ecliptic latitude


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ecliptic latitude

[i¦klip·tik ′lad·ə‚tüd]
(astronomy)
McGraw-Hill Dictionary of Scientific & Technical Terms, 6E, Copyright © 2003 by The McGraw-Hill Companies, Inc.
References in periodicals archive ?
where [r.sub.d], [[THETA].sub.d], and [[omega].sub.d] are the selected orbital radius, ecliptic latitude, and ecliptic longitude velocity of displaced orbit, respectively.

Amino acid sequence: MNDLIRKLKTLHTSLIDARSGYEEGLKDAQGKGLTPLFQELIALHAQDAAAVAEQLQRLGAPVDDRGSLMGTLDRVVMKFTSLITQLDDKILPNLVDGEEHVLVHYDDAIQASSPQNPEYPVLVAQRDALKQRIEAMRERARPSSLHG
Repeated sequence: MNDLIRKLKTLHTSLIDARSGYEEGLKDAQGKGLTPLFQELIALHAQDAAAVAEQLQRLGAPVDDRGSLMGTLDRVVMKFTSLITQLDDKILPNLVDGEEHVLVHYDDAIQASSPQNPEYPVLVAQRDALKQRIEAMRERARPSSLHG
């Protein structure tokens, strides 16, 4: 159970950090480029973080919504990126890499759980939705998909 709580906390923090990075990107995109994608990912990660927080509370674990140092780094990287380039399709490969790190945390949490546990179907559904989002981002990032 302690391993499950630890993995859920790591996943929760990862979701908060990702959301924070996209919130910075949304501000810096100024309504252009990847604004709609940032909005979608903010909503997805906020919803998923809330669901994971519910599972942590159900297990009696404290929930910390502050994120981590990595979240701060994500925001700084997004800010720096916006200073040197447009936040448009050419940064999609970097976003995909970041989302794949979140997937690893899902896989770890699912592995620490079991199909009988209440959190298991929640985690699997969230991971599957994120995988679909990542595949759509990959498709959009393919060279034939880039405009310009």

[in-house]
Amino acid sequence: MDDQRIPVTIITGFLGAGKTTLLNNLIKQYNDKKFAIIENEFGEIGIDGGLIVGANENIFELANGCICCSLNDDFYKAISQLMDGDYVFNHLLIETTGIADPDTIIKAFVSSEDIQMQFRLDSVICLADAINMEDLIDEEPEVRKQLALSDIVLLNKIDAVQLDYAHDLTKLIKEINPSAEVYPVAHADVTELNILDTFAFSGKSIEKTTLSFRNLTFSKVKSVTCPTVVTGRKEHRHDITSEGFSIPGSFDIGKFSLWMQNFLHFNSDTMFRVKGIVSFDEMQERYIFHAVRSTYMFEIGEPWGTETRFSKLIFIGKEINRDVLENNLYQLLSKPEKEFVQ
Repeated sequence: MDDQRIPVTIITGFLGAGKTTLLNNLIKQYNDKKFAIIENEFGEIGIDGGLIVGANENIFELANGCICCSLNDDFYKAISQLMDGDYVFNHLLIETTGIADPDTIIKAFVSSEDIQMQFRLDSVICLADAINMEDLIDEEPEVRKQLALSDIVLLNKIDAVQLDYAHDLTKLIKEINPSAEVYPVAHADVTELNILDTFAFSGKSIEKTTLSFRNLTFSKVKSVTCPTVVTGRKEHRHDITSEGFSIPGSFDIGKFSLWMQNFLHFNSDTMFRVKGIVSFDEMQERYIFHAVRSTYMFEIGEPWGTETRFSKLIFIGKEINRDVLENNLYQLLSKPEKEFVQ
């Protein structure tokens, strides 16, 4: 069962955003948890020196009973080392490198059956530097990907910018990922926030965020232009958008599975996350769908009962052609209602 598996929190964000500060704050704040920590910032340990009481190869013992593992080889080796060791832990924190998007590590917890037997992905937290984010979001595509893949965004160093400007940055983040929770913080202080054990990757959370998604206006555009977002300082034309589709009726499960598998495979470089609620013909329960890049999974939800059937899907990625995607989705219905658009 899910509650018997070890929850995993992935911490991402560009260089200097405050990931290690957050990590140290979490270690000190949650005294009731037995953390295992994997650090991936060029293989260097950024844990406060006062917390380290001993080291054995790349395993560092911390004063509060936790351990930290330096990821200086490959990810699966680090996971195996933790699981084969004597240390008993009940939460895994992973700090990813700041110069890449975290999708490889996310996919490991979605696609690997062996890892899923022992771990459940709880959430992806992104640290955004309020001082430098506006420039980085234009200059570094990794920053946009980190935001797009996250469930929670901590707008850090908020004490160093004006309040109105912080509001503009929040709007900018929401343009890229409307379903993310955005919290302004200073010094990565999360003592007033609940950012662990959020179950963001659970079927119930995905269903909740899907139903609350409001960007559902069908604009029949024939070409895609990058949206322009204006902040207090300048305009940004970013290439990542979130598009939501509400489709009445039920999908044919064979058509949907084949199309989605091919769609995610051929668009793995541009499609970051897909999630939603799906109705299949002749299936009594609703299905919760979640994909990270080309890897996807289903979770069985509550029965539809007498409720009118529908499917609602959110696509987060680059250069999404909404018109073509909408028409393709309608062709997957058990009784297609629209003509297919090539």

This perspective, popular among terrestrial cartographers of the time, had parallels of ecliptic latitude shown as equidistant straight lines and the great circles of ecliptic longitude as sloping straight lines.
Today Canopus (because of its high ecliptic latitude) is still used for navigation, but more by spacecraft than by earthbound travelers.
The Moon's ecliptic latitude (geocentric) was then +4.9[degrees], and it came to perigee 12 hours later.